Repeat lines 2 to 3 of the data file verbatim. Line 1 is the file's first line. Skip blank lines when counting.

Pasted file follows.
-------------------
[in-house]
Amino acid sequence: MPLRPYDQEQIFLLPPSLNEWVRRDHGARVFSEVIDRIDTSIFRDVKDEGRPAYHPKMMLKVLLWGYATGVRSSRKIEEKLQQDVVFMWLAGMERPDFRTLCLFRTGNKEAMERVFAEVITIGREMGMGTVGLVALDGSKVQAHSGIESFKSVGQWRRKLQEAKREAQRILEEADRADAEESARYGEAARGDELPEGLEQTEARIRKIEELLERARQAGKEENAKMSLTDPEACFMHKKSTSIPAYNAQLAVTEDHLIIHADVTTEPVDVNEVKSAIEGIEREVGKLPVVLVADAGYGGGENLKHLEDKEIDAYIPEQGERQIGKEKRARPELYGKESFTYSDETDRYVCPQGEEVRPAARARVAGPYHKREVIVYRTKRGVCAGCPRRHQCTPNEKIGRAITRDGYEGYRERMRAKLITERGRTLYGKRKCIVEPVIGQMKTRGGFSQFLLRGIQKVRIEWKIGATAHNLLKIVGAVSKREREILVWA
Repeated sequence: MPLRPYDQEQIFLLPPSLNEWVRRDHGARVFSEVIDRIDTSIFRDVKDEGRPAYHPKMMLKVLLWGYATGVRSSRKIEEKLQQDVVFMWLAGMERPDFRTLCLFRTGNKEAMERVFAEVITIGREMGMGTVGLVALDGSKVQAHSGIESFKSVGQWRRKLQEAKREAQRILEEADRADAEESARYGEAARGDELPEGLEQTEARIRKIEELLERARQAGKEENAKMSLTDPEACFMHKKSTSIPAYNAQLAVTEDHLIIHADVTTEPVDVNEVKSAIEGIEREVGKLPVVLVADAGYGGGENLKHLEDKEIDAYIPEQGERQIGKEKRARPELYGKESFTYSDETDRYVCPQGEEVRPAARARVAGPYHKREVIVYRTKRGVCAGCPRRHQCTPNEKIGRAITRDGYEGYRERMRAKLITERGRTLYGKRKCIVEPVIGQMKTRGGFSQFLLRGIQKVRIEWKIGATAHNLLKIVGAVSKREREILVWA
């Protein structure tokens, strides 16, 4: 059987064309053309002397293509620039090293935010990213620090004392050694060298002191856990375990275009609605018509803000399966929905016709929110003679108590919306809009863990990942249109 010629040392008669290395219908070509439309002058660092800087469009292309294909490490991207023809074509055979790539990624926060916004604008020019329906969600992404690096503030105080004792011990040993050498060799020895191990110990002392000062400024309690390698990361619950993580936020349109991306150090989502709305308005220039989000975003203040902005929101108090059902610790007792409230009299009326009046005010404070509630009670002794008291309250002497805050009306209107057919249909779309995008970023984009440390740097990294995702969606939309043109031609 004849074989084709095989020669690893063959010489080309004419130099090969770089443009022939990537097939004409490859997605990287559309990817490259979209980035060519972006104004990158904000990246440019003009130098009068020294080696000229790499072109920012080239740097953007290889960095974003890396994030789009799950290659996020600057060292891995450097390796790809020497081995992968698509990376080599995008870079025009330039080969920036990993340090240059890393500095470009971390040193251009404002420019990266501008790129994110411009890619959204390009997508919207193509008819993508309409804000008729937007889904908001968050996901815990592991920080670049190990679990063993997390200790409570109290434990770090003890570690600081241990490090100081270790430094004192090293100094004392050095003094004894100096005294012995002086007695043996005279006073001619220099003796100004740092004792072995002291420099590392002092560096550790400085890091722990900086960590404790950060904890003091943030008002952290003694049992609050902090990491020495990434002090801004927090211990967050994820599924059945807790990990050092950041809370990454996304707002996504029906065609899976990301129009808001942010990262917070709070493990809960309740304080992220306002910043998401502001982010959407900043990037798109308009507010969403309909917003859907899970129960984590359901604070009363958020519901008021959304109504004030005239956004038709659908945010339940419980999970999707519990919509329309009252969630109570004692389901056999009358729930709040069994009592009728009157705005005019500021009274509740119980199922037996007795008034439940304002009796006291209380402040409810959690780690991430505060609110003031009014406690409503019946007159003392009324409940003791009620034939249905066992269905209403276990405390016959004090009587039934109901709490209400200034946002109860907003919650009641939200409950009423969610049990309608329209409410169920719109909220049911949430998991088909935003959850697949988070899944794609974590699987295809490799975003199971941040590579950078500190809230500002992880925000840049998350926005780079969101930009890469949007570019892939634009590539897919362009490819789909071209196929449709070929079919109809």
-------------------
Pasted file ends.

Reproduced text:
Amino acid sequence: MPLRPYDQEQIFLLPPSLNEWVRRDHGARVFSEVIDRIDTSIFRDVKDEGRPAYHPKMMLKVLLWGYATGVRSSRKIEEKLQQDVVFMWLAGMERPDFRTLCLFRTGNKEAMERVFAEVITIGREMGMGTVGLVALDGSKVQAHSGIESFKSVGQWRRKLQEAKREAQRILEEADRADAEESARYGEAARGDELPEGLEQTEARIRKIEELLERARQAGKEENAKMSLTDPEACFMHKKSTSIPAYNAQLAVTEDHLIIHADVTTEPVDVNEVKSAIEGIEREVGKLPVVLVADAGYGGGENLKHLEDKEIDAYIPEQGERQIGKEKRARPELYGKESFTYSDETDRYVCPQGEEVRPAARARVAGPYHKREVIVYRTKRGVCAGCPRRHQCTPNEKIGRAITRDGYEGYRERMRAKLITERGRTLYGKRKCIVEPVIGQMKTRGGFSQFLLRGIQKVRIEWKIGATAHNLLKIVGAVSKREREILVWA
Repeated sequence: MPLRPYDQEQIFLLPPSLNEWVRRDHGARVFSEVIDRIDTSIFRDVKDEGRPAYHPKMMLKVLLWGYATGVRSSRKIEEKLQQDVVFMWLAGMERPDFRTLCLFRTGNKEAMERVFAEVITIGREMGMGTVGLVALDGSKVQAHSGIESFKSVGQWRRKLQEAKREAQRILEEADRADAEESARYGEAARGDELPEGLEQTEARIRKIEELLERARQAGKEENAKMSLTDPEACFMHKKSTSIPAYNAQLAVTEDHLIIHADVTTEPVDVNEVKSAIEGIEREVGKLPVVLVADAGYGGGENLKHLEDKEIDAYIPEQGERQIGKEKRARPELYGKESFTYSDETDRYVCPQGEEVRPAARARVAGPYHKREVIVYRTKRGVCAGCPRRHQCTPNEKIGRAITRDGYEGYRERMRAKLITERGRTLYGKRKCIVEPVIGQMKTRGGFSQFLLRGIQKVRIEWKIGATAHNLLKIVGAVSKREREILVWA